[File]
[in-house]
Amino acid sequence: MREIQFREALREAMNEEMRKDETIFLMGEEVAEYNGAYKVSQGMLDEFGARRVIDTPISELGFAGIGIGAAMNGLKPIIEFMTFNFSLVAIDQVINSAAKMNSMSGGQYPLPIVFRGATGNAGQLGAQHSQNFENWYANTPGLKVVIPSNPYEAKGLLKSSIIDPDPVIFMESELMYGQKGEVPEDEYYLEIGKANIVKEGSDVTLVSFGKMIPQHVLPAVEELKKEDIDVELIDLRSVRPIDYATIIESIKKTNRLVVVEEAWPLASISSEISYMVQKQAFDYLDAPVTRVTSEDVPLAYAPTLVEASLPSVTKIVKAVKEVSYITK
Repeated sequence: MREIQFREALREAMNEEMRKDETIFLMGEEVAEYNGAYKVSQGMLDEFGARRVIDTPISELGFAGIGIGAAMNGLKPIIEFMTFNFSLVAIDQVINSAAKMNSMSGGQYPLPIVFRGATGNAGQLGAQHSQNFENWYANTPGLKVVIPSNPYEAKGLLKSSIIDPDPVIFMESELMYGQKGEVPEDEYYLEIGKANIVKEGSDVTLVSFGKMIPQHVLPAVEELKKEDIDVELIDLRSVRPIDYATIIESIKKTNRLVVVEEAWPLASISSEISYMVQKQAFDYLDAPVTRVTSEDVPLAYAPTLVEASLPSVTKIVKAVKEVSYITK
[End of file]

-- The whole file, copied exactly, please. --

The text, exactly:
[in-house]
Amino acid sequence: MREIQFREALREAMNEEMRKDETIFLMGEEVAEYNGAYKVSQGMLDEFGARRVIDTPISELGFAGIGIGAAMNGLKPIIEFMTFNFSLVAIDQVINSAAKMNSMSGGQYPLPIVFRGATGNAGQLGAQHSQNFENWYANTPGLKVVIPSNPYEAKGLLKSSIIDPDPVIFMESELMYGQKGEVPEDEYYLEIGKANIVKEGSDVTLVSFGKMIPQHVLPAVEELKKEDIDVELIDLRSVRPIDYATIIESIKKTNRLVVVEEAWPLASISSEISYMVQKQAFDYLDAPVTRVTSEDVPLAYAPTLVEASLPSVTKIVKAVKEVSYITK
Repeated sequence: MREIQFREALREAMNEEMRKDETIFLMGEEVAEYNGAYKVSQGMLDEFGARRVIDTPISELGFAGIGIGAAMNGLKPIIEFMTFNFSLVAIDQVINSAAKMNSMSGGQYPLPIVFRGATGNAGQLGAQHSQNFENWYANTPGLKVVIPSNPYEAKGLLKSSIIDPDPVIFMESELMYGQKGEVPEDEYYLEIGKANIVKEGSDVTLVSFGKMIPQHVLPAVEELKKEDIDVELIDLRSVRPIDYATIIESIKKTNRLVVVEEAWPLASISSEISYMVQKQAFDYLDAPVTRVTSEDVPLAYAPTLVEASLPSVTKIVKAVKEVSYITK